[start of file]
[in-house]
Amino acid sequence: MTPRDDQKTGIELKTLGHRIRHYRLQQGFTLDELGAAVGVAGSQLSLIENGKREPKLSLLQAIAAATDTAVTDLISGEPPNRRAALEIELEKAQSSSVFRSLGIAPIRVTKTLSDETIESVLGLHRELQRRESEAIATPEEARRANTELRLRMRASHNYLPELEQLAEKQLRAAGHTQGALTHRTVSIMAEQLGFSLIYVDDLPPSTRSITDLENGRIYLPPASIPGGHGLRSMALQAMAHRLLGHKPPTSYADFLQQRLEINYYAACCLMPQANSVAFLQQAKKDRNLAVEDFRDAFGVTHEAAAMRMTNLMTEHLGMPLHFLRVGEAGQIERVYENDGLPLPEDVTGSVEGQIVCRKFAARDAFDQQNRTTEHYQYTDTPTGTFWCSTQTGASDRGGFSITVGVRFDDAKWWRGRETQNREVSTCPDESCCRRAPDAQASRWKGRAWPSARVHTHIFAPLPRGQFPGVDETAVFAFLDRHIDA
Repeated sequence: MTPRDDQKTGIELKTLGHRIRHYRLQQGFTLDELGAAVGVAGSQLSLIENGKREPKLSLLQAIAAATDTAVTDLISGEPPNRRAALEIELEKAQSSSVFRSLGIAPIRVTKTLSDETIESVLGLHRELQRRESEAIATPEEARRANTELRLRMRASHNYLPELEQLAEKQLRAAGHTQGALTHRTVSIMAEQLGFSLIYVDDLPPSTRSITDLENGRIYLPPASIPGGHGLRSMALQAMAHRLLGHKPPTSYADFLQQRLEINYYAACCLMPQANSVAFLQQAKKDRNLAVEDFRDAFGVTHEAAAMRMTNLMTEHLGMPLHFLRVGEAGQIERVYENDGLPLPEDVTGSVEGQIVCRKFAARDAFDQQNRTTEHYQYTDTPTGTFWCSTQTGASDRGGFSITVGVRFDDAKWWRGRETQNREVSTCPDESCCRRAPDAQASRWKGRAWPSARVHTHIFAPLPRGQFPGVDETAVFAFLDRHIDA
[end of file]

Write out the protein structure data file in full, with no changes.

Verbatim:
[in-house]
Amino acid sequence: MTPRDDQKTGIELKTLGHRIRHYRLQQGFTLDELGAAVGVAGSQLSLIENGKREPKLSLLQAIAAATDTAVTDLISGEPPNRRAALEIELEKAQSSSVFRSLGIAPIRVTKTLSDETIESVLGLHRELQRRESEAIATPEEARRANTELRLRMRASHNYLPELEQLAEKQLRAAGHTQGALTHRTVSIMAEQLGFSLIYVDDLPPSTRSITDLENGRIYLPPASIPGGHGLRSMALQAMAHRLLGHKPPTSYADFLQQRLEINYYAACCLMPQANSVAFLQQAKKDRNLAVEDFRDAFGVTHEAAAMRMTNLMTEHLGMPLHFLRVGEAGQIERVYENDGLPLPEDVTGSVEGQIVCRKFAARDAFDQQNRTTEHYQYTDTPTGTFWCSTQTGASDRGGFSITVGVRFDDAKWWRGRETQNREVSTCPDESCCRRAPDAQASRWKGRAWPSARVHTHIFAPLPRGQFPGVDETAVFAFLDRHIDA
Repeated sequence: MTPRDDQKTGIELKTLGHRIRHYRLQQGFTLDELGAAVGVAGSQLSLIENGKREPKLSLLQAIAAATDTAVTDLISGEPPNRRAALEIELEKAQSSSVFRSLGIAPIRVTKTLSDETIESVLGLHRELQRRESEAIATPEEARRANTELRLRMRASHNYLPELEQLAEKQLRAAGHTQGALTHRTVSIMAEQLGFSLIYVDDLPPSTRSITDLENGRIYLPPASIPGGHGLRSMALQAMAHRLLGHKPPTSYADFLQQRLEINYYAACCLMPQANSVAFLQQAKKDRNLAVEDFRDAFGVTHEAAAMRMTNLMTEHLGMPLHFLRVGEAGQIERVYENDGLPLPEDVTGSVEGQIVCRKFAARDAFDQQNRTTEHYQYTDTPTGTFWCSTQTGASDRGGFSITVGVRFDDAKWWRGRETQNREVSTCPDESCCRRAPDAQASRWKGRAWPSARVHTHIFAPLPRGQFPGVDETAVFAFLDRHIDA